The photographs taken immediately after the finish of the Criterium du Dauphine in the French Alps don't betray whether Andrew Talansky is agonized
or ecstatic. His face is reddened and contorted in a way that could be a grimace or a joyous release. Age-line spokes, etched by sun and wind into a 25-year-old face that is both youthful and weather-beaten, radiate out from eyes squeezed shut.
When he opened them again, everything was different.
Talansky had just won the most celebrated tune-up race for the Tour de France in the most unexpected fashion possible, joining a breakaway in the final stage and riding away from two men who will be favored when the big show starts in Leeds, England, on Saturday.
The upset, overlaid on last year's 10th place Tour finish, officially puts Talansky in the podium mix and makes it far less likely that he'll be allowed to escape up the road again.
His winning move was early and aggressive -- a hair-trigger decision to bridge up to a group that included his teammate Ryder Hesjedal. It potentially jeopardized the third pace slot he was holding and defied cycling's usual last-day credo of better safe than sorry.
Talansky knew that defending Tour champion Chris Froome had been hampered by a crash two days before. He also knew that Spain's Alberto Contador, who was leading the race, might be loath to expend energy chasing him until it was too late.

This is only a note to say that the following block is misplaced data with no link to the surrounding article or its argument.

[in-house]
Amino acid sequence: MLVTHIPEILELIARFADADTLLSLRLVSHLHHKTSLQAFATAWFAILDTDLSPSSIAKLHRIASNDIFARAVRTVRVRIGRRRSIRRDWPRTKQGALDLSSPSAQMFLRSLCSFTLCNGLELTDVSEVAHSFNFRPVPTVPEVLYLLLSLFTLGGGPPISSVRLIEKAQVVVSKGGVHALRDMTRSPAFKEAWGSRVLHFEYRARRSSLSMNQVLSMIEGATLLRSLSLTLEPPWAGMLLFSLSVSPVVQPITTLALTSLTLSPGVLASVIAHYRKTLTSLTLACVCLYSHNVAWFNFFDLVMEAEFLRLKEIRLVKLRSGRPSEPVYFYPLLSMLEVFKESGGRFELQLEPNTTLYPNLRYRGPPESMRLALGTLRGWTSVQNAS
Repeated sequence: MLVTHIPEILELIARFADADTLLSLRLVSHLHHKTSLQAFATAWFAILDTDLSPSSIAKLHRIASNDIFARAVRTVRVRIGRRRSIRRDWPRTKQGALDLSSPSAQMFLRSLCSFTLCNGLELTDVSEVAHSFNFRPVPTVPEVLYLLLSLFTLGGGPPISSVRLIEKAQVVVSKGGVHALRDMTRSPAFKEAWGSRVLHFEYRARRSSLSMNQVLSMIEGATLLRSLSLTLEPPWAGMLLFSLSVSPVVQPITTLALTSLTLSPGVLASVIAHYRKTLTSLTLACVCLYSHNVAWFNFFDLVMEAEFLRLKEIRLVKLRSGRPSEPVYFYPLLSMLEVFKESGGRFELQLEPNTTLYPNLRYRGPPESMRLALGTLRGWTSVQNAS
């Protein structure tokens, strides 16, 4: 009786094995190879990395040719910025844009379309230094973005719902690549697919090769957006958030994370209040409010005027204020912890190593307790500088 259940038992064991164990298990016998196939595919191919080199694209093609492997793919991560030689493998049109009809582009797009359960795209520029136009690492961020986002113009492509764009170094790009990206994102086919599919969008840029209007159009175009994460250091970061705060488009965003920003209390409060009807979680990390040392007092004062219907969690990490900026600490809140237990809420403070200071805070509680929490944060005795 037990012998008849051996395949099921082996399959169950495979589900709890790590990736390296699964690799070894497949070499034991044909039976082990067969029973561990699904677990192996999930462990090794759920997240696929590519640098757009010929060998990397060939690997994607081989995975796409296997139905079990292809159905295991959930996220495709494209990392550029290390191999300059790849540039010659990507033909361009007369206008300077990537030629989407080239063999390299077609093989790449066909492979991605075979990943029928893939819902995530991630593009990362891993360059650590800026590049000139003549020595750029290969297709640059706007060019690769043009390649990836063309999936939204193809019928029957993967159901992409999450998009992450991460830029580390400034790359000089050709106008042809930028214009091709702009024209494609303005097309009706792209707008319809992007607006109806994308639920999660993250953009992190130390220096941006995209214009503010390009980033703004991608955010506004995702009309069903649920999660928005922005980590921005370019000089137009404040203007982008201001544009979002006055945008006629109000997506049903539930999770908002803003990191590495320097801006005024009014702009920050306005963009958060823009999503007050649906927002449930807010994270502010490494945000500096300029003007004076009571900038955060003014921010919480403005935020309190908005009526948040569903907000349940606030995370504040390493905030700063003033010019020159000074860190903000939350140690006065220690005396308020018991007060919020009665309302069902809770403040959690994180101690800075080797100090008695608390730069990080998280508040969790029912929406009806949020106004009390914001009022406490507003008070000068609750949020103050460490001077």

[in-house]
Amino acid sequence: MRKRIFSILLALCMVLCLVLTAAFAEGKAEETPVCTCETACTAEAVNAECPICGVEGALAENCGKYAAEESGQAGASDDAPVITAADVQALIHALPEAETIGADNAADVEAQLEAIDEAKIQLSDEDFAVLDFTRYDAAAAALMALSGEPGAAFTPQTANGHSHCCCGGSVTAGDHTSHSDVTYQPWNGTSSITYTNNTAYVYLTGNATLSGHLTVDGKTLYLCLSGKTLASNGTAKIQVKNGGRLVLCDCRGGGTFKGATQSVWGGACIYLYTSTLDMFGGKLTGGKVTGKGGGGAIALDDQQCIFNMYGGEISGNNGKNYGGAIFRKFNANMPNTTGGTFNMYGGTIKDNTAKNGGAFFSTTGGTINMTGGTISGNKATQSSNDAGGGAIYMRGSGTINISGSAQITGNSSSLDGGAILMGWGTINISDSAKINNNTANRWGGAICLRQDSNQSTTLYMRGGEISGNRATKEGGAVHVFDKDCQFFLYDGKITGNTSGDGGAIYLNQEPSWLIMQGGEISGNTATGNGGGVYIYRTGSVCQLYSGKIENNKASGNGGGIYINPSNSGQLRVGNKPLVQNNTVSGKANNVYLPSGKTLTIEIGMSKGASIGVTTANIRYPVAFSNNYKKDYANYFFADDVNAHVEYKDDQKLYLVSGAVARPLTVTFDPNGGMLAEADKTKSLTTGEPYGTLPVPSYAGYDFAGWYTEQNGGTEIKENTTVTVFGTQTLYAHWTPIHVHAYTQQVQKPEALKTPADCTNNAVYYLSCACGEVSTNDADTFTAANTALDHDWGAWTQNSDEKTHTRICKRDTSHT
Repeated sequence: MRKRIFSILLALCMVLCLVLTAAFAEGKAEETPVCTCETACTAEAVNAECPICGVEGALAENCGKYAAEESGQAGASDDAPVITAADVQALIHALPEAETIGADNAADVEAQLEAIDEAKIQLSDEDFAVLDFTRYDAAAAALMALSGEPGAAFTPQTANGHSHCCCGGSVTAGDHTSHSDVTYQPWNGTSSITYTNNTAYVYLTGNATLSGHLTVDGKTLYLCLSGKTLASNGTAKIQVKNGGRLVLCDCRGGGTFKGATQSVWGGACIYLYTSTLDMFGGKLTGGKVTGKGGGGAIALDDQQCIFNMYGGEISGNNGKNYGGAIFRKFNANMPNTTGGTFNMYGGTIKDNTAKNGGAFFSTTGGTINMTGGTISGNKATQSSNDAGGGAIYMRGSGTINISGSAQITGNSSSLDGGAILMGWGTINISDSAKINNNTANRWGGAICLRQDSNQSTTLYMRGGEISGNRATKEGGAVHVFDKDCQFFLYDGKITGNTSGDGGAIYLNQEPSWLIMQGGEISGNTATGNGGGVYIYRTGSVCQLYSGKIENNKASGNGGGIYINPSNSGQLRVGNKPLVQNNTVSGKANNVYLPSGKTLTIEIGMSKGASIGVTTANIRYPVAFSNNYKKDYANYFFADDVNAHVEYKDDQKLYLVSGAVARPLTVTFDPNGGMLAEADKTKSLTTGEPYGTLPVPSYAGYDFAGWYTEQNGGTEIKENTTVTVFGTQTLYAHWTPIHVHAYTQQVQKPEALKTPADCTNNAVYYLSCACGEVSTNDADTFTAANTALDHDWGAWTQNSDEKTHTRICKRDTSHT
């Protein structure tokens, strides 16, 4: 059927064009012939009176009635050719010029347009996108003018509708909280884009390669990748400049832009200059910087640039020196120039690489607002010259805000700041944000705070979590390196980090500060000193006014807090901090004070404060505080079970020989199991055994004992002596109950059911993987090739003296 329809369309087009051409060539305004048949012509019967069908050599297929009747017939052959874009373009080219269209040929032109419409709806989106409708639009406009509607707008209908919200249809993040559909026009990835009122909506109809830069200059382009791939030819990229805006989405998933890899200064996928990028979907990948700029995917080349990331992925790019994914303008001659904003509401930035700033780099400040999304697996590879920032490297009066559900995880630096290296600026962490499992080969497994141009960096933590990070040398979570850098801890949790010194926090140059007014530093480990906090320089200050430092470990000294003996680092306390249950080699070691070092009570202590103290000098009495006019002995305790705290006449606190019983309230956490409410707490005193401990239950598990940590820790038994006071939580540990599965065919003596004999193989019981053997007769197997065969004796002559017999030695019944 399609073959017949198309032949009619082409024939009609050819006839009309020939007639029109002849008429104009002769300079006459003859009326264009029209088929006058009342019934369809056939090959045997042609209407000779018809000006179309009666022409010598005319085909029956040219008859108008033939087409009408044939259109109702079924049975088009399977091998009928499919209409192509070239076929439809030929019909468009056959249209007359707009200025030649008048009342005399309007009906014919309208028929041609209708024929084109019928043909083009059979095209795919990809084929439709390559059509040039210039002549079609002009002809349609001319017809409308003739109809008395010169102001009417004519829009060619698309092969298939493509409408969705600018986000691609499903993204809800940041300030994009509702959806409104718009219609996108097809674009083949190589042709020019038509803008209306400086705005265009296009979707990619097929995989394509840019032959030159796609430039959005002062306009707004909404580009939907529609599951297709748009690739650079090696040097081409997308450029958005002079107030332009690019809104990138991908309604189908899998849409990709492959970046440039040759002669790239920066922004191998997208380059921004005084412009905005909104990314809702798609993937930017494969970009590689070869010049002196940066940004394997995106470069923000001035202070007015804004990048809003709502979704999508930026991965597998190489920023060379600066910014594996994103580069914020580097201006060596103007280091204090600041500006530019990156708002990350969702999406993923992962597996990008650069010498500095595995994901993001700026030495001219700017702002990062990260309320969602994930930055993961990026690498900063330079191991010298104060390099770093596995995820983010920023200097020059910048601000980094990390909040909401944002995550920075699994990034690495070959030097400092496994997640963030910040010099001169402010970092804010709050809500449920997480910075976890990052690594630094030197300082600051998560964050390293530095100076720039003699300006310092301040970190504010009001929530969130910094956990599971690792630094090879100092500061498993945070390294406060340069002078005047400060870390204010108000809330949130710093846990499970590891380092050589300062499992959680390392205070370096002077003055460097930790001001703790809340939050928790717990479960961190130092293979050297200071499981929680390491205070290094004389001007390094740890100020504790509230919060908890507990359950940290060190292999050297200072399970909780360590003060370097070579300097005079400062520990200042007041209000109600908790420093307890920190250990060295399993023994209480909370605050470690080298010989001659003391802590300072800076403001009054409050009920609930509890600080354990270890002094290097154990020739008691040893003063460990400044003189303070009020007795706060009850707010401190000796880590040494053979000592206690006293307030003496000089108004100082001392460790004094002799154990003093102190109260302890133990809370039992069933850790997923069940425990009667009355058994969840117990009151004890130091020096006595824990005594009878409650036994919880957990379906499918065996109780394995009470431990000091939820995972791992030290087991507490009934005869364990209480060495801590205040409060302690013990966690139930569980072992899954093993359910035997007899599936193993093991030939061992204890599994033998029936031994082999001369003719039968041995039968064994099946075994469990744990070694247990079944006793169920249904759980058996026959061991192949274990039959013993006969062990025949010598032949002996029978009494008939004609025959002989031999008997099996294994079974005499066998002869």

It was a bold but calculated risk.
As he accelerated into unknown territory, Talansky had a conscious memory of the occasions where hesitation had cost him a chance to win.
"I have a laundry list of those in my head,'' he said. "It was actually that kind of theme that led to me ending up off the front of Dauphine. I've made this mistake before. I did something to fix it.''
Rex Features/AP ImagesTalansky, center, finished ahead of Alberto Contador of Spain, left, and Jurgen Van Den Broeck of Belgium in the Criterium du Dauphine.
Talansky's season-by-season learning gradient has been steep the past few years -- a pitch almost as abrupt as those he'll tackle in the Alps and Pyrenees later this month as Garmin-Sharp's team leader for the tour. He was a surfer and a runner who began racing a bike at a relatively late 17. The base miles in his legs were logged on dead flat roads at sea level where he grew up in Key Biscayne, Florida.
But his powerful mix of diligence and desire was evident early on. As a youngster, he ran charity races with his father, Alan, who induced friends and neighbors to pledge a few cents a mile on his son. Then Andrew wouldn't quit. "It would embarrass me,'' Alan said, "because they'd have to give him way more than they promised."
Talansky drove teachers crazy because he'd master a lesson and promptly start instructing the kids around him. He'd press any debate relentlessly, the way he would later push his body, always intent on having the last word. "Cut me a break, I'm not having a good time here,'' his father would say when Talansky kept chewing on a topic, as if it were a rawhide bone to be destroyed.
Tenacity proved essential when Talansky started clawing his way up to the pro ranks. Initially ignored by USA Cycling, he carved his own line. A collegiate road championship his first year (2008) at the cycling haven of Lees-McRae College in North Carolina prompted him to abandon his journalism major and sign with an Italian team, Amore & Vita.
Dilapidated team housing and generally dysfunctional working conditions offended his strong sense of order, and drove him home from Europe and into a temporary state of doubt.